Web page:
Again, courts take electoral driver's seat

Are judges becoming indispensible to winning American elections?

The decision by a federal appeals court panel invalidating the Oct. 7 California recall election three weeks prior to the vote has given new momentum to a long-running debate over the proper role of judges in cases where the law and politics collide.

Inevitably, the losing side cries "judicial activism" and the winning side trumpets "smart lawyering." But some analysts are questioning whether elections shouldn't be left to voters to decide rather than judges and justices who are not elected.

"Increasingly, judges are putting hands on where the old rule used to be hands off," says Larry Sabato, a political science professor at the University of Virginia. "Just as the judiciary hesitated at one time to interfere with legislative and executive decisions unless they had to, so, too, did they try to leave the electoral process to the people."

But that deferential posture appears to have changed in the wake of the US Supreme Court's intervention in the 2000 presidential election that morphed into a legal case - Bush v. Gore. The postelection brawl prominently featured first the liberal Florida Supreme Court and then the conservative US Supreme Court setting vote-counting rules in Florida that might ultimately determine the final outcome. Since the US Supreme Court got the last bite at the apple, it literally exercised the power to ensure victory for George W. Bush.

A similar dynamic was at play during the 2002 New Jersey Senate campaign, when the Supreme Court of New Jersey adopted a generous reading of state election law to allow Democrat Frank Lautenberg to replace the struggling Robert Torricelli after the deadline for such maneuvers had passed. Whereas it intervened in Bush v. Gore, the US Supreme Court declined to enter that political battle.

Now, three federal appeals-court judges, each appointed by Democratic presidents, have derailed a Republican-engineered effort to replace California Gov. Gray Davis.

To the delight of Democrats, still smarting over the high court's Bush v. Gore decision, the three-judge panel cited the equal-protection reasoning in Bush v. Gore to strike down the recall election.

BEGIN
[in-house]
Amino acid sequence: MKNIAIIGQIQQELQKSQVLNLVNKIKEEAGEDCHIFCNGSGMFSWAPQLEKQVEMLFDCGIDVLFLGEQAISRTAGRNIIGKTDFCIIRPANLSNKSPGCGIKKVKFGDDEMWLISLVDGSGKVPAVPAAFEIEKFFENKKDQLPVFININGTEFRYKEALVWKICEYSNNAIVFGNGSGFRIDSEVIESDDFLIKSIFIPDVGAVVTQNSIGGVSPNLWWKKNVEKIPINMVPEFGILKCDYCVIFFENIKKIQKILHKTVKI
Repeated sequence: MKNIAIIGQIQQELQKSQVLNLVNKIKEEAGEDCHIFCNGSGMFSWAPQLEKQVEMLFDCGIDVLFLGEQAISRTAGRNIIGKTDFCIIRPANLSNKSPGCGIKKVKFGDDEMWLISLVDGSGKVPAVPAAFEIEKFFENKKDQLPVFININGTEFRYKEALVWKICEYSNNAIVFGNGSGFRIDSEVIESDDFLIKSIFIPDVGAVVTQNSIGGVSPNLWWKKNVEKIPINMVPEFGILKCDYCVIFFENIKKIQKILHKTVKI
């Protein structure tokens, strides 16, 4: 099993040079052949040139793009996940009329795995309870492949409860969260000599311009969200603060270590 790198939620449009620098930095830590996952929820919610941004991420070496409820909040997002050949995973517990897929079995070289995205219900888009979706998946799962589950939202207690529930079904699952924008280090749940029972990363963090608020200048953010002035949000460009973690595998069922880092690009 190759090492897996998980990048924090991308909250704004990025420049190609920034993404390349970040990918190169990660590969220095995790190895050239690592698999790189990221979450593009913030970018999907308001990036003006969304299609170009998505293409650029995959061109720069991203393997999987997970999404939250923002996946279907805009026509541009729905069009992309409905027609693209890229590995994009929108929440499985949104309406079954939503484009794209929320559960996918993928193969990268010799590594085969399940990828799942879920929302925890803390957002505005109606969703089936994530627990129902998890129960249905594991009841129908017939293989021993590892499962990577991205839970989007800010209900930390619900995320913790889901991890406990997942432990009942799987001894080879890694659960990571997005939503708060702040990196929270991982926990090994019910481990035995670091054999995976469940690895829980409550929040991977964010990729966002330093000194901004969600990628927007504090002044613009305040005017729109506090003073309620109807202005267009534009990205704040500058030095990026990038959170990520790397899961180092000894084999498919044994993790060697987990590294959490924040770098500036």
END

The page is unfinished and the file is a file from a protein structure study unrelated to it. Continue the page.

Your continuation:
"Plaintiff's claim presents almost precisely the same issue the [Supreme Court] considered in Bush, that is whether unequal methods of counting votes among counties constitutes a violation of the equal protection clause," the federal appeals court panel writes.

The court says that punch-card ballots, used in six counties, have an error rate 2-1/2 times higher than other kinds of voting machines used in the state. The appeals court says that would mean that 40,000 votes in those six counties with a high proportion of minority voters would not be counted.

Since all voters in California have a right to have their votes counted, the use of such a system violates equal-protection principles of the Constitution, they ruled.

Legal analysts are divided over whether the appeals court got it right. Some say the decision is a logical extension of the equal- protection grounds laid out in Bush v. Gore. Others say the court overreached in trying to equate the Florida case with California's.

In Florida, the issue was whether counties, all using punch-card ballots, could adopt different ways of counting dimpled or other chads as valid votes. In contrast, the California case involves a claim that punch-card ballots are unconstitutional because they have a higher error rate than other types of voting machines used in other counties.

"It is a plausible reading of Bush v. Gore, but I don't think it is the best one," says Abner Greene, a law professor at Fordham University School of Law.

"The problem in California is strictly mechanical, which is a problem that should be fixed, but whether it violates the equal-protection clause of the Constitution is another matter," he says. "I would argue it doesn't."

The next step is an appeal, but it remains unclear whether the nation's highest court is willing to jump once again into the political fray.

"These justices have just weathered the most intense period of criticism in the court's history. They were accused of being political," says Jonathan Turley, a law professor at George Washington University.

"In Bush v. Gore, some of these justices adopted reasoning that seemed to run against prior holdings," Mr. Turley says. "This is one of those cases now where more cautious minds" might want to take a pass.

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